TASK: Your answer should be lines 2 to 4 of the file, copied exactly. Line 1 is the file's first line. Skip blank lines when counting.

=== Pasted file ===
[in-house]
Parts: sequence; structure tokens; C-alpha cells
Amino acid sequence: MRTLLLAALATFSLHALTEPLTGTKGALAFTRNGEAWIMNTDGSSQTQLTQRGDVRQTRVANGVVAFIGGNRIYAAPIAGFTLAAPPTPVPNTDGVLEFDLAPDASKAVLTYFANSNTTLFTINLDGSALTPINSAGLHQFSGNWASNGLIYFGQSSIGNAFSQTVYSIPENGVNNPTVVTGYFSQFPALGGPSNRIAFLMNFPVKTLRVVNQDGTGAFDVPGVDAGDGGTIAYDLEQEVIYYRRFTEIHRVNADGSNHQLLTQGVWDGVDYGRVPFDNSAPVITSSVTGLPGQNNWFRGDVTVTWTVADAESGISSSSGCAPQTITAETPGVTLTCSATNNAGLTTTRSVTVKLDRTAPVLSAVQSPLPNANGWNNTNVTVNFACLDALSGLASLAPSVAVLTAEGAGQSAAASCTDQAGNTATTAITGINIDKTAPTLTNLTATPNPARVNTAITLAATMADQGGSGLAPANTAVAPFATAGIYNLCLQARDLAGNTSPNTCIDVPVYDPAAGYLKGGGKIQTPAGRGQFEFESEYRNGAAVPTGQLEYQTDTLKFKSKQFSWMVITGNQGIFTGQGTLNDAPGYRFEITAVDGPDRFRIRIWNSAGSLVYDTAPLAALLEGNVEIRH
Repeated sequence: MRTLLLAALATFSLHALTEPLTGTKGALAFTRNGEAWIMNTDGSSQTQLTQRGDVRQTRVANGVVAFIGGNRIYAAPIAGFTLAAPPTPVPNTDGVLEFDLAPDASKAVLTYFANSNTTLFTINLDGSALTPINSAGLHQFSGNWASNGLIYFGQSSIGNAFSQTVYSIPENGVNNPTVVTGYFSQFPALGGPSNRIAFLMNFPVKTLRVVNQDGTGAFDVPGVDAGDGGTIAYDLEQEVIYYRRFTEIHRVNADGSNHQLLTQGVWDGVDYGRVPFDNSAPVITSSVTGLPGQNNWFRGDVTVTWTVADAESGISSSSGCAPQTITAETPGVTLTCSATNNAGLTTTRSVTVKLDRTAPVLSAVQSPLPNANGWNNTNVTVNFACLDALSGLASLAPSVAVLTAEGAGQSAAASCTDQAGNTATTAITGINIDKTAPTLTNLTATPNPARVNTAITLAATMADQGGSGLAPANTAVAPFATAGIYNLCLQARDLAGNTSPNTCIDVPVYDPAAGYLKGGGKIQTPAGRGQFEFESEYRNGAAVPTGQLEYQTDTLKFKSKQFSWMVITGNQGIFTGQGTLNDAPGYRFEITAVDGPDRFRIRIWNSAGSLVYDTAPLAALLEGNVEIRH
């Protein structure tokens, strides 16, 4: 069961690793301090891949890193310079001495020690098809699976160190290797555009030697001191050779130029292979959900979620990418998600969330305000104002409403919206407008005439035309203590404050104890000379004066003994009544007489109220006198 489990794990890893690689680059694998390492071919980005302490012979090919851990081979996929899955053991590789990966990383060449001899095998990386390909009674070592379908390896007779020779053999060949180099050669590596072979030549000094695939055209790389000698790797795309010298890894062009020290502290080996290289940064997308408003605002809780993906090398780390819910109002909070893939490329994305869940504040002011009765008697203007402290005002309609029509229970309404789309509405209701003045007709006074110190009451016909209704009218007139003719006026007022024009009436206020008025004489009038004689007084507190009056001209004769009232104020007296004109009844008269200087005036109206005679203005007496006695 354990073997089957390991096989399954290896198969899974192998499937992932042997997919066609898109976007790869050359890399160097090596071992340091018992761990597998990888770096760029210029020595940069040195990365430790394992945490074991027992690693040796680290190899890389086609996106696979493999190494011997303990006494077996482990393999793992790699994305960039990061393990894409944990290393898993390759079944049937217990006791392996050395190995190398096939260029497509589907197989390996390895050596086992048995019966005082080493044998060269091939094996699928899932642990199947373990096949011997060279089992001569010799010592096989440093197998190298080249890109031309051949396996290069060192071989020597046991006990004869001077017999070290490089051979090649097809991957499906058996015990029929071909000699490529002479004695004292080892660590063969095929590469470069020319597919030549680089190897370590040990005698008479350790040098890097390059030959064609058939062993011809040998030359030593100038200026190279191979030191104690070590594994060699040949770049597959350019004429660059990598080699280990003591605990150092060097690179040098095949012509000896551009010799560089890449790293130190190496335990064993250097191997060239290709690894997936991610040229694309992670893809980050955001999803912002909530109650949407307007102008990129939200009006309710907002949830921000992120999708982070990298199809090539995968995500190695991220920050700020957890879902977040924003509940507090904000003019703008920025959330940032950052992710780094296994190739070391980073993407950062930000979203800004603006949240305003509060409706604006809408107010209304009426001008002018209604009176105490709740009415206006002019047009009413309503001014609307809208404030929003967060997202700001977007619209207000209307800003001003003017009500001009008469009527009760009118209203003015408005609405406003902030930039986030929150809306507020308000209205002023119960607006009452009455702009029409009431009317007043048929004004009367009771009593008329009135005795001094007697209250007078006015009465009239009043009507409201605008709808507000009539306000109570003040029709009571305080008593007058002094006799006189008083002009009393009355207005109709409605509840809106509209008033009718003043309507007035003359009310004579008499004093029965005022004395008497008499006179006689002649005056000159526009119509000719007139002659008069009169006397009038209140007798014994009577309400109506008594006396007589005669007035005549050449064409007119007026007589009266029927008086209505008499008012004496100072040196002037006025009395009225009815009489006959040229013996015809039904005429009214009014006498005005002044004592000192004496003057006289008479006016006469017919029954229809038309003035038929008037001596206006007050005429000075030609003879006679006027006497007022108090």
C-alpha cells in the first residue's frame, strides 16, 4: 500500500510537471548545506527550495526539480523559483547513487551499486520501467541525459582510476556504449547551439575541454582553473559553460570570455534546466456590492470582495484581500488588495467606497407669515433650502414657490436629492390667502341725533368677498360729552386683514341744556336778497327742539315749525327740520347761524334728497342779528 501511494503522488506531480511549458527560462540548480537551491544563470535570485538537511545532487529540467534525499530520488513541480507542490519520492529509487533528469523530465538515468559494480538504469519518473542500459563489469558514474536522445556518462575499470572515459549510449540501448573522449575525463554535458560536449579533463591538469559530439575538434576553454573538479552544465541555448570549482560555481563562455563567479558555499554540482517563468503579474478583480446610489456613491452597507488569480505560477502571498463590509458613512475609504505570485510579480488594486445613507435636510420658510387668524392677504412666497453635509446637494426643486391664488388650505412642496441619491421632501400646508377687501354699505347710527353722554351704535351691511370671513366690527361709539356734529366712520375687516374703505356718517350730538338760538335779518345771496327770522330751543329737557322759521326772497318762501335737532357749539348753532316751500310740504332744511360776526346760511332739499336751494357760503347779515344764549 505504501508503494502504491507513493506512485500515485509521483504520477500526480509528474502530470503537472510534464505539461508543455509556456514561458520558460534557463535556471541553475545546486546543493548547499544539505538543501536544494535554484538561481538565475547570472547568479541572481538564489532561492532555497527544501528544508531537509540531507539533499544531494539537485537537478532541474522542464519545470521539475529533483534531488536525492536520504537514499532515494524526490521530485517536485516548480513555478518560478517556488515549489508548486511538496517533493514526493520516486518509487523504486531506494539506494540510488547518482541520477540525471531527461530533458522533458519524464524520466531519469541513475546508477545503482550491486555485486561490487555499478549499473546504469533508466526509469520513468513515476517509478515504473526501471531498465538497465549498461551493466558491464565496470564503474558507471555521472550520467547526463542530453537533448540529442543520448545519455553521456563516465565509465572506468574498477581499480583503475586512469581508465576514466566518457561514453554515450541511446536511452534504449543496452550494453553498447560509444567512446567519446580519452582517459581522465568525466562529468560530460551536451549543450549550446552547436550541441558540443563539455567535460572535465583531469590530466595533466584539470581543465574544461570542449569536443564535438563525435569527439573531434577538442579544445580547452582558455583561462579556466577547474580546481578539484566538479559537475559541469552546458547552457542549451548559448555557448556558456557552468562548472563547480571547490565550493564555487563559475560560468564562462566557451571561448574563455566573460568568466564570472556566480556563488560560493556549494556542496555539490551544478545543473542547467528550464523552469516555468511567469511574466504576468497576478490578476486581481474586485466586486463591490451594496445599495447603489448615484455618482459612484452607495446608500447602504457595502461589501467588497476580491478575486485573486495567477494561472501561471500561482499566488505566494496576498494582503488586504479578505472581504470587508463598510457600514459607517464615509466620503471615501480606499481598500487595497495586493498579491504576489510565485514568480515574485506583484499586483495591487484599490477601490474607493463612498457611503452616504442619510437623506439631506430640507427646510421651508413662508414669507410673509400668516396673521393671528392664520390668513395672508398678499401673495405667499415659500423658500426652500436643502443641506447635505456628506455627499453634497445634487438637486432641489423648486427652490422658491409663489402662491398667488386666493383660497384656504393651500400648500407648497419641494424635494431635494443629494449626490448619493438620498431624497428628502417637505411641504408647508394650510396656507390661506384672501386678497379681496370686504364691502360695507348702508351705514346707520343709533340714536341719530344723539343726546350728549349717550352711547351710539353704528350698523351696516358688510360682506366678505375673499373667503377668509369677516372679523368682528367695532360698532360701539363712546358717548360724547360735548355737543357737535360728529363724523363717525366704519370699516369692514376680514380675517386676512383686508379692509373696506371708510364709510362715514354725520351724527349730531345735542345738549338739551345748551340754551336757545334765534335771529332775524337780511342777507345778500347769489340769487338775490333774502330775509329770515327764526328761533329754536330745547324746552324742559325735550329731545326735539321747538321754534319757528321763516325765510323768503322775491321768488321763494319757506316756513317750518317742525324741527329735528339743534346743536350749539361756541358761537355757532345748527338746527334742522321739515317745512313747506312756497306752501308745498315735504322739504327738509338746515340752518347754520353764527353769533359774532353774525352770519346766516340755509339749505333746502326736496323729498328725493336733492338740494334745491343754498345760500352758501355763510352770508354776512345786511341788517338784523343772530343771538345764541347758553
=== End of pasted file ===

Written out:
Parts: sequence; structure tokens; C-alpha cells
Amino acid sequence: MRTLLLAALATFSLHALTEPLTGTKGALAFTRNGEAWIMNTDGSSQTQLTQRGDVRQTRVANGVVAFIGGNRIYAAPIAGFTLAAPPTPVPNTDGVLEFDLAPDASKAVLTYFANSNTTLFTINLDGSALTPINSAGLHQFSGNWASNGLIYFGQSSIGNAFSQTVYSIPENGVNNPTVVTGYFSQFPALGGPSNRIAFLMNFPVKTLRVVNQDGTGAFDVPGVDAGDGGTIAYDLEQEVIYYRRFTEIHRVNADGSNHQLLTQGVWDGVDYGRVPFDNSAPVITSSVTGLPGQNNWFRGDVTVTWTVADAESGISSSSGCAPQTITAETPGVTLTCSATNNAGLTTTRSVTVKLDRTAPVLSAVQSPLPNANGWNNTNVTVNFACLDALSGLASLAPSVAVLTAEGAGQSAAASCTDQAGNTATTAITGINIDKTAPTLTNLTATPNPARVNTAITLAATMADQGGSGLAPANTAVAPFATAGIYNLCLQARDLAGNTSPNTCIDVPVYDPAAGYLKGGGKIQTPAGRGQFEFESEYRNGAAVPTGQLEYQTDTLKFKSKQFSWMVITGNQGIFTGQGTLNDAPGYRFEITAVDGPDRFRIRIWNSAGSLVYDTAPLAALLEGNVEIRH
Repeated sequence: MRTLLLAALATFSLHALTEPLTGTKGALAFTRNGEAWIMNTDGSSQTQLTQRGDVRQTRVANGVVAFIGGNRIYAAPIAGFTLAAPPTPVPNTDGVLEFDLAPDASKAVLTYFANSNTTLFTINLDGSALTPINSAGLHQFSGNWASNGLIYFGQSSIGNAFSQTVYSIPENGVNNPTVVTGYFSQFPALGGPSNRIAFLMNFPVKTLRVVNQDGTGAFDVPGVDAGDGGTIAYDLEQEVIYYRRFTEIHRVNADGSNHQLLTQGVWDGVDYGRVPFDNSAPVITSSVTGLPGQNNWFRGDVTVTWTVADAESGISSSSGCAPQTITAETPGVTLTCSATNNAGLTTTRSVTVKLDRTAPVLSAVQSPLPNANGWNNTNVTVNFACLDALSGLASLAPSVAVLTAEGAGQSAAASCTDQAGNTATTAITGINIDKTAPTLTNLTATPNPARVNTAITLAATMADQGGSGLAPANTAVAPFATAGIYNLCLQARDLAGNTSPNTCIDVPVYDPAAGYLKGGGKIQTPAGRGQFEFESEYRNGAAVPTGQLEYQTDTLKFKSKQFSWMVITGNQGIFTGQGTLNDAPGYRFEITAVDGPDRFRIRIWNSAGSLVYDTAPLAALLEGNVEIRH